Three Warriors didn’t play, including former MVP Kevin Durant, and the trio of Curry-Green-Thompson shot poorly from the field in Game 2 of the team’s first-round matchup against the Blazers.
The Warriors won the game by 29.
It was the unexpected two-way production from Patrick McCaw, JaVale McGee and Ian Clark that helped put the Blazers away. With Durant out of the lineup, Curry started the game aggressively searching for his shot. He had a rough shooting night but still managed a plus-32 in 31 minutes.
“You've got to be aggressive,” Curry said. “Obviously you’re missing 25 points, 26 points [out of] the lineup. So [if] the shot is available you kind of do it a different way. But tonight we didn’t really get it going much or consistently throughout the game. We had some dry spots, but we won the game with our defense tonight.”
Golden State is lauded for its brilliant offensive performances, but its defense has been a hallmark of the Warriors’ rise. They’ve been top five in defensive rating each of the last four years. The Warriors’ defensive rating shockingly improved during the lanky Durant’s extended absence in the regular season, perhaps due to a sharper attention to detail without the team’s safety blanket. On Wednesday, the Warriors were also without the lengthy, cerebral Shaun Livingston, and they still displayed defensive dominance against the explosive Blazers’ backcourt.
C.J. McCollum had 27 first-half points on Sunday, but Klay Thompson put on the clamps in Game 2. The Blazer guard had difficulty getting to his spots and creating space, missing his first five shots. The Blazers shot 3-of-11 for six points with Thompson as the primary defender, according to ESPN Stats & Information . The Blazers as a whole shot 6-of-22 and turned the ball over eight times in the first quarter, which ended with a score of 33-17 for the Warriors.
To no one’s surprise, TNT analyst Charles Barkley made an anti-Warriors comment during halftime about the team’s supposed lack of defense. Golden State had a suffocating 86.8 defensive rating when Barkley made those comments, but perhaps Chuck’s inaccurate drivel inspired Golden State to perform even better on that end of the floor in the second half. Barkley predicted a second-half shootout between both teams, yet the Blazers only scored 12 points in the third quarter on 6-23 shooting while committing seven more turnovers.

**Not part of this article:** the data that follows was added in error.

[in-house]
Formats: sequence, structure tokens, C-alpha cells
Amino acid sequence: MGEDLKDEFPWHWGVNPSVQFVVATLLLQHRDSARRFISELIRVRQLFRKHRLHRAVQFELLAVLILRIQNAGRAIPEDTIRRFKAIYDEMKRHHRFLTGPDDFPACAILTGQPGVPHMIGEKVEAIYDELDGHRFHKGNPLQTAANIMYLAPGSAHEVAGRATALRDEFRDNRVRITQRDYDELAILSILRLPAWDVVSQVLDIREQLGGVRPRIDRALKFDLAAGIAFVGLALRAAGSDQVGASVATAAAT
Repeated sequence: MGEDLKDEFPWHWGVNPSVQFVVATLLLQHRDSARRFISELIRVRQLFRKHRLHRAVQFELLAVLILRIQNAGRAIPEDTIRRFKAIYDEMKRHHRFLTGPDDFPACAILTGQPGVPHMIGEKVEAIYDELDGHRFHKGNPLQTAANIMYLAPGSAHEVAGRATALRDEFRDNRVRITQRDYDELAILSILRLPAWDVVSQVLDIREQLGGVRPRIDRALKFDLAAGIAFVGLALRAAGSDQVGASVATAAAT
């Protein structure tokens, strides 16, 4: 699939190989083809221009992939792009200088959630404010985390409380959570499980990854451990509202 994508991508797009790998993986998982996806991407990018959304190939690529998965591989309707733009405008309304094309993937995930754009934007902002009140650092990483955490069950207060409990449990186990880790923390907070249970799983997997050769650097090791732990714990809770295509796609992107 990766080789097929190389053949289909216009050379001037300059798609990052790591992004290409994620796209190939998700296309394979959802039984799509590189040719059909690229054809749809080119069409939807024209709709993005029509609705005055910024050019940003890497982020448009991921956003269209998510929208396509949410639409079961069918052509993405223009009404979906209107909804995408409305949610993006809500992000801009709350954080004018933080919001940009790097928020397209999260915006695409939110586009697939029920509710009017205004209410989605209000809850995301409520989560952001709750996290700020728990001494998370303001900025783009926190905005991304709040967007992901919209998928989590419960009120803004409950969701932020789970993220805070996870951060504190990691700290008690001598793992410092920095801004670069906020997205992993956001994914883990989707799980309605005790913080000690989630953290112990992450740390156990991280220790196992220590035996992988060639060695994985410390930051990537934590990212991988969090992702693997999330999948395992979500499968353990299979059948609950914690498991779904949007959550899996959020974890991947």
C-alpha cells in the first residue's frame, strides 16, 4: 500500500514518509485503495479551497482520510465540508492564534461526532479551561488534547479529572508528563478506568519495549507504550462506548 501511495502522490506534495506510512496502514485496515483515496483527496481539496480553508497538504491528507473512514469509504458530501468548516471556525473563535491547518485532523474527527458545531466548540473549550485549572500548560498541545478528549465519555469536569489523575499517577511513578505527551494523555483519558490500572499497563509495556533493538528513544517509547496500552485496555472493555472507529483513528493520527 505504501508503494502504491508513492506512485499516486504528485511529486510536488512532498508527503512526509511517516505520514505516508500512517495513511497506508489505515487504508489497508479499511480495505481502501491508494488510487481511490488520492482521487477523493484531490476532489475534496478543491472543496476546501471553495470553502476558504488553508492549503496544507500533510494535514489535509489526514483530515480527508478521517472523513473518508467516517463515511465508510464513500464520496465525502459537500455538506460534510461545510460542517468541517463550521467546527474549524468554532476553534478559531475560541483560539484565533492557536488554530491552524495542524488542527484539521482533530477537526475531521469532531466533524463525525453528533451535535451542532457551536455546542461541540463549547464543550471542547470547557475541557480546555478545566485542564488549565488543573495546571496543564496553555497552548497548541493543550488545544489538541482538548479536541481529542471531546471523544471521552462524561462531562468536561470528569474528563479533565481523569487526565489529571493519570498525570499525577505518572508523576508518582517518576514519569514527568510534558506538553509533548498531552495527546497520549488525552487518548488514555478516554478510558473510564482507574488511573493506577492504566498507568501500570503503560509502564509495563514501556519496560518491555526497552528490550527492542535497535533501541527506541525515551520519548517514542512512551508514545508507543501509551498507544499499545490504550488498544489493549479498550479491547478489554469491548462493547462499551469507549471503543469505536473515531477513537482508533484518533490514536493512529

Golden State led 83-58 entering the fourth quarter.
Draymond Green played out of his mind defensively in Game 1, but last night’s defense was more of a team effort. The big men did an excellent job of blitzing pick-and-rolls so as to not allow any space for Lillard or McCollum to get their shots off. According to ESPN Stats & Info , just one of their combined 34 field-goal attempts in Game 2 was uncontested. After scoring a combined 75 points on 28-of-54 shooting in Game 1, Lillard and McCollum finished with just 23 points on 9-of-34 shooting last night.
While the Warriors’ bigs were helping out on the perimeter, the wing guys were protecting the rim. A few minutes after McCaw impressively erased a Lillard layup, Thompson did his best Green impression by swatting a Lillard dunk in transition (why does he keep trying to dunk on these guys?).
After three quarters, the Warriors forced 17 turnovers and had a stifling 73.4 defensive rating. Golden State led by 25 and the game was essentially over. Although Curry (6-of-18 shooting) and Thompson (6-of-17) struggled from the field, the center spot, considered a weak position for the Warriors, kept the team afloat offensively.
Zaza Pachulia finished with 10 points on 5-of-8 shooting, and he even made a layup. However, JaVale McGee was the player of the night, with 15 points on a Warriors’ playoff record seven shots without a miss in just 13 minutes of playing time. David West went 3-of-5, and this center group comprised of minimum contracts combined for 33 points on 15-20 shooting in a playoff game.
Portland had no answer for playoff McGee, who appears to be a different beast than that of the regular season. The athletic big man punished the Blazers’ small-ball lineups with several lob jams, and his rim protection was disruptive. McGee has routinely been criticized for his lack of awareness throughout his career, but he had Ron Adams to thank for his improvement after the game.
Leave it to Golden State to turn McGee into an impactful playoff contributor and blow out its opponent with a former MVP on the sidelines.